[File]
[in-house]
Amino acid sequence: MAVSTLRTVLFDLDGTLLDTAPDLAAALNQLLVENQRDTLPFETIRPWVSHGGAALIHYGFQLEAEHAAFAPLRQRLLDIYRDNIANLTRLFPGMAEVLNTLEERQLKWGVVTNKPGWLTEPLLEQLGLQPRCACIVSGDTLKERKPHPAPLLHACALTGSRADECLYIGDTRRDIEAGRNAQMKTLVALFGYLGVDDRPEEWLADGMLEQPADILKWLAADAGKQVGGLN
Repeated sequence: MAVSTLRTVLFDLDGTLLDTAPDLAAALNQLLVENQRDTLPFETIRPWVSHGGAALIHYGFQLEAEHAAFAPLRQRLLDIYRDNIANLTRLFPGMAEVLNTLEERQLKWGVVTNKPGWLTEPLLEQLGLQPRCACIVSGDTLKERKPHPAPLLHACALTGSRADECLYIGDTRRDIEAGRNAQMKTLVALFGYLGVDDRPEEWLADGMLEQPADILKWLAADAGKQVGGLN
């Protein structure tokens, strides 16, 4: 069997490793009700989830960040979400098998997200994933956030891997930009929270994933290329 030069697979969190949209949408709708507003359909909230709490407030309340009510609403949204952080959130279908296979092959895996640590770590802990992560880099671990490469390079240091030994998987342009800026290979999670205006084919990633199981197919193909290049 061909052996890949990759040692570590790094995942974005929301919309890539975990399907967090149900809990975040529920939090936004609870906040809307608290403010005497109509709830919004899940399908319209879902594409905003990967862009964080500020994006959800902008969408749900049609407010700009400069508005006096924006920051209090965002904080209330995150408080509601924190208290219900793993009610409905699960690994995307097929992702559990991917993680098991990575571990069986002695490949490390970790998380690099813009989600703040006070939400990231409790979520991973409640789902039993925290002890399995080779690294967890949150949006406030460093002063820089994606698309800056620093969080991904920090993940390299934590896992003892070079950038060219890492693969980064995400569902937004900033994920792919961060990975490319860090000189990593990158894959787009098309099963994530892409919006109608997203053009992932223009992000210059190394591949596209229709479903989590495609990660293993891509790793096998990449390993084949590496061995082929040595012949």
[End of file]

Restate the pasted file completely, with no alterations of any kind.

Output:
[in-house]
Amino acid sequence: MAVSTLRTVLFDLDGTLLDTAPDLAAALNQLLVENQRDTLPFETIRPWVSHGGAALIHYGFQLEAEHAAFAPLRQRLLDIYRDNIANLTRLFPGMAEVLNTLEERQLKWGVVTNKPGWLTEPLLEQLGLQPRCACIVSGDTLKERKPHPAPLLHACALTGSRADECLYIGDTRRDIEAGRNAQMKTLVALFGYLGVDDRPEEWLADGMLEQPADILKWLAADAGKQVGGLN
Repeated sequence: MAVSTLRTVLFDLDGTLLDTAPDLAAALNQLLVENQRDTLPFETIRPWVSHGGAALIHYGFQLEAEHAAFAPLRQRLLDIYRDNIANLTRLFPGMAEVLNTLEERQLKWGVVTNKPGWLTEPLLEQLGLQPRCACIVSGDTLKERKPHPAPLLHACALTGSRADECLYIGDTRRDIEAGRNAQMKTLVALFGYLGVDDRPEEWLADGMLEQPADILKWLAADAGKQVGGLN
């Protein structure tokens, strides 16, 4: 069997490793009700989830960040979400098998997200994933956030891997930009929270994933290329 030069697979969190949209949408709708507003359909909230709490407030309340009510609403949204952080959130279908296979092959895996640590770590802990992560880099671990490469390079240091030994998987342009800026290979999670205006084919990633199981197919193909290049 061909052996890949990759040692570590790094995942974005929301919309890539975990399907967090149900809990975040529920939090936004609870906040809307608290403010005497109509709830919004899940399908319209879902594409905003990967862009964080500020994006959800902008969408749900049609407010700009400069508005006096924006920051209090965002904080209330995150408080509601924190208290219900793993009610409905699960690994995307097929992702559990991917993680098991990575571990069986002695490949490390970790998380690099813009989600703040006070939400990231409790979520991973409640789902039993925290002890399995080779690294967890949150949006406030460093002063820089994606698309800056620093969080991904920090993940390299934590896992003892070079950038060219890492693969980064995400569902937004900033994920792919961060990975490319860090000189990593990158894959787009098309099963994530892409919006109608997203053009992932223009992000210059190394591949596209229709479903989590495609990660293993891509790793096998990449390993084949590496061995082929040595012949």